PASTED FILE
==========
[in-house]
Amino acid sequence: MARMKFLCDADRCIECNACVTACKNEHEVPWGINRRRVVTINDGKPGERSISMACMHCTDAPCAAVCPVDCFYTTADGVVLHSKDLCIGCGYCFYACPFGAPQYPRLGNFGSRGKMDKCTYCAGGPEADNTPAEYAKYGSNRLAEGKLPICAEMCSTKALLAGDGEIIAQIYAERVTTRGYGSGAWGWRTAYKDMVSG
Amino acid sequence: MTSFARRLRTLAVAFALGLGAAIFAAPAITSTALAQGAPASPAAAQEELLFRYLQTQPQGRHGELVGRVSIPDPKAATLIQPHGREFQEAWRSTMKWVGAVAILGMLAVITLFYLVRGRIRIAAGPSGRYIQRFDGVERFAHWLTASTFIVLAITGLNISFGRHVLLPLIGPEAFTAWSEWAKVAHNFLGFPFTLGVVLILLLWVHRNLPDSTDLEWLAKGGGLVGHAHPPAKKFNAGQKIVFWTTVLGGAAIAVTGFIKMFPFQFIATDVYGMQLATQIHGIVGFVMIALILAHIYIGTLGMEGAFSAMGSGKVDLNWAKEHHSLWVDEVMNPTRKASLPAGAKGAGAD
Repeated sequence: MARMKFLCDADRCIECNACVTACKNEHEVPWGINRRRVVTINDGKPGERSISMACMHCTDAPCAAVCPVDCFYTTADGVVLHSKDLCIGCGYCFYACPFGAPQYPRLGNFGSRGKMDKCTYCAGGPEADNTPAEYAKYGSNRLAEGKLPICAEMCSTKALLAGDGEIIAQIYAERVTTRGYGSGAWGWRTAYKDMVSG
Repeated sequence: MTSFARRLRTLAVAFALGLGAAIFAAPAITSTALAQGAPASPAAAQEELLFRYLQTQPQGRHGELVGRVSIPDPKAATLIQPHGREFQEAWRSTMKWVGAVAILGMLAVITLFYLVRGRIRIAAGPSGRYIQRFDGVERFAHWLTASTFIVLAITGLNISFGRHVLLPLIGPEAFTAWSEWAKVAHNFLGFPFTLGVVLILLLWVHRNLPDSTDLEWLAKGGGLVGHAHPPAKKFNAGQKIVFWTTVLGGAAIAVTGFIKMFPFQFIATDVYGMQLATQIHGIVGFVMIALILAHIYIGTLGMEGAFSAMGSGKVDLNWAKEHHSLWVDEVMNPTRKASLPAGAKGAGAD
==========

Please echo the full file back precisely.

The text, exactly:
[in-house]
Amino acid sequence: MARMKFLCDADRCIECNACVTACKNEHEVPWGINRRRVVTINDGKPGERSISMACMHCTDAPCAAVCPVDCFYTTADGVVLHSKDLCIGCGYCFYACPFGAPQYPRLGNFGSRGKMDKCTYCAGGPEADNTPAEYAKYGSNRLAEGKLPICAEMCSTKALLAGDGEIIAQIYAERVTTRGYGSGAWGWRTAYKDMVSG
Amino acid sequence: MTSFARRLRTLAVAFALGLGAAIFAAPAITSTALAQGAPASPAAAQEELLFRYLQTQPQGRHGELVGRVSIPDPKAATLIQPHGREFQEAWRSTMKWVGAVAILGMLAVITLFYLVRGRIRIAAGPSGRYIQRFDGVERFAHWLTASTFIVLAITGLNISFGRHVLLPLIGPEAFTAWSEWAKVAHNFLGFPFTLGVVLILLLWVHRNLPDSTDLEWLAKGGGLVGHAHPPAKKFNAGQKIVFWTTVLGGAAIAVTGFIKMFPFQFIATDVYGMQLATQIHGIVGFVMIALILAHIYIGTLGMEGAFSAMGSGKVDLNWAKEHHSLWVDEVMNPTRKASLPAGAKGAGAD
Repeated sequence: MARMKFLCDADRCIECNACVTACKNEHEVPWGINRRRVVTINDGKPGERSISMACMHCTDAPCAAVCPVDCFYTTADGVVLHSKDLCIGCGYCFYACPFGAPQYPRLGNFGSRGKMDKCTYCAGGPEADNTPAEYAKYGSNRLAEGKLPICAEMCSTKALLAGDGEIIAQIYAERVTTRGYGSGAWGWRTAYKDMVSG
Repeated sequence: MTSFARRLRTLAVAFALGLGAAIFAAPAITSTALAQGAPASPAAAQEELLFRYLQTQPQGRHGELVGRVSIPDPKAATLIQPHGREFQEAWRSTMKWVGAVAILGMLAVITLFYLVRGRIRIAAGPSGRYIQRFDGVERFAHWLTASTFIVLAITGLNISFGRHVLLPLIGPEAFTAWSEWAKVAHNFLGFPFTLGVVLILLLWVHRNLPDSTDLEWLAKGGGLVGHAHPPAKKFNAGQKIVFWTTVLGGAAIAVTGFIKMFPFQFIATDVYGMQLATQIHGIVGFVMIALILAHIYIGTLGMEGAFSAMGSGKVDLNWAKEHHSLWVDEVMNPTRKASLPAGAKGAGAD